How can Puget Sound generate more salmon? That question has been at the center of ecosystem recovery efforts for decades. But even as scientists and conservationists make progress on many fronts — from breaching dams to cleaning up the water — they have faced one especially complicated and frustrating limitation: Salmon need more estuaries. We look at how local tribes are working to restore this critical habitat.
Puget Sound National Estuary Program Synthesis of Integrated Floodplain Management in Selected Puget Sound River Deltas
A 2021 synthesis report from the University of Washington Puget Sound Institute synthesizes leading integrated floodplain management approaches to support the EPA-funded Floodplains and Estuaries Implementation Strategy.
Can scientists bring back the lost tidal forests of Puget Sound? It could take generations, but restoring this rare habitat will pay big dividends for Puget Sound’s salmon.
The Puget Sound River History Project at the University of Washington features historical topographic data for Puget Sound's river systems.
In recent decades, hundreds of millions of dollars have been spent to restore habitat for Puget Sound salmon. In this article, we look at how scientists are gauging their progress. Are environmental conditions improving or getting worse? The answer may depend on where you look and who you ask.
The Puget Sound Ecosystem Monitoring Program (PSEMP) is an independent program established by state and federal statute to monitor environmental conditions in Puget Sound.
As threatened Chinook populations in Puget Sound continue to lose ground, the state is looking to new strategies to reverse the trend. In the Skagit watershed, the scientists — and the fish — are among those leading the way.
A 2015 report from the Whatcom Conservation District and Whatcom County describes a pilot watershed characterization study focusing on the Terrell Creek and Birch Bay areas. The report and related appendices are available for download.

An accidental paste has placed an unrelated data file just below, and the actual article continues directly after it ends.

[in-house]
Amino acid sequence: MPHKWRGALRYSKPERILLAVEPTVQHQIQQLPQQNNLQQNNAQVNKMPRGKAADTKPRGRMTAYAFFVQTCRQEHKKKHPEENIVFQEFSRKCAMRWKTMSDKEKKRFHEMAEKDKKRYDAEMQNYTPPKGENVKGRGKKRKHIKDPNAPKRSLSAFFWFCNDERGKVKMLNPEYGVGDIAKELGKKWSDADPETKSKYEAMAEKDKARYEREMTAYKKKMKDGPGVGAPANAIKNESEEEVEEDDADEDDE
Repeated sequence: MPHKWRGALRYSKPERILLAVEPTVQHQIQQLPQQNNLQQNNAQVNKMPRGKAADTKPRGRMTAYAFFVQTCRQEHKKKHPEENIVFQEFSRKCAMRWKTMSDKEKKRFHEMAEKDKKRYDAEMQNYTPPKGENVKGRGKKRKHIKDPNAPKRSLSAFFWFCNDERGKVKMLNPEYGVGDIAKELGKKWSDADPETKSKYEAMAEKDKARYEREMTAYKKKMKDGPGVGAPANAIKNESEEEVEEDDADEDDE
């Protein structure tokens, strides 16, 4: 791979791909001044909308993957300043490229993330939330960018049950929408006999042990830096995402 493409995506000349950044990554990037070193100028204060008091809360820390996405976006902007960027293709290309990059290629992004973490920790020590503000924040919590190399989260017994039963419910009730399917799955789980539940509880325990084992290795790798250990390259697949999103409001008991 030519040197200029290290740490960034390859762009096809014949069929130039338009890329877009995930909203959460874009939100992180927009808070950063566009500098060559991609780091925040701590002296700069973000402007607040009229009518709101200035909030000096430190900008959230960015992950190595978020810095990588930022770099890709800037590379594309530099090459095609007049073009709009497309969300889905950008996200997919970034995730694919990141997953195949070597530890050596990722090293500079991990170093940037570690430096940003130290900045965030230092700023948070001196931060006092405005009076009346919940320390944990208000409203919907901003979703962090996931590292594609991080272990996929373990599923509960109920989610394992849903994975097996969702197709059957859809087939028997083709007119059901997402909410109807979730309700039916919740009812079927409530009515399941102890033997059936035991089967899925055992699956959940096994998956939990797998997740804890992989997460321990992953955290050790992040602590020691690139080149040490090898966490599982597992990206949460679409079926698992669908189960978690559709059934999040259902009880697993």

A 2015 report from the University of Washington provides the most comprehensive assessment to date of the expected impacts of climate change on the Puget Sound region.
An EPA-funded study by the Thurston Regional Planning Council identified recommended strategies and actions to protect and improve water quality and aquatic resources in the Woodard Creek Basin.
An EPA-funded study by the Thurston Regional Planning Council identified recommended strategies and actions to protect and improve water quality and aquatic resources in the McLane Creek Basin.
An EPA-funded study by the Thurston Regional Planning Council identified recommended strategies and actions to protect and improve water quality and aquatic resources in the Black Lake Basin.
Puget Sound is the second largest estuary in the contiguous United States. Today, we understand that estuaries — where freshwater and saltwater merge — are among the most productive places for life to exist.
Habitat restoration was undertaken in 2009-2010 on lower Hansen Creek, Washington. The project converted 140 acres of isolated floodplain into 53 acres of alluvial fan and 87 acres of flow-through wetlands.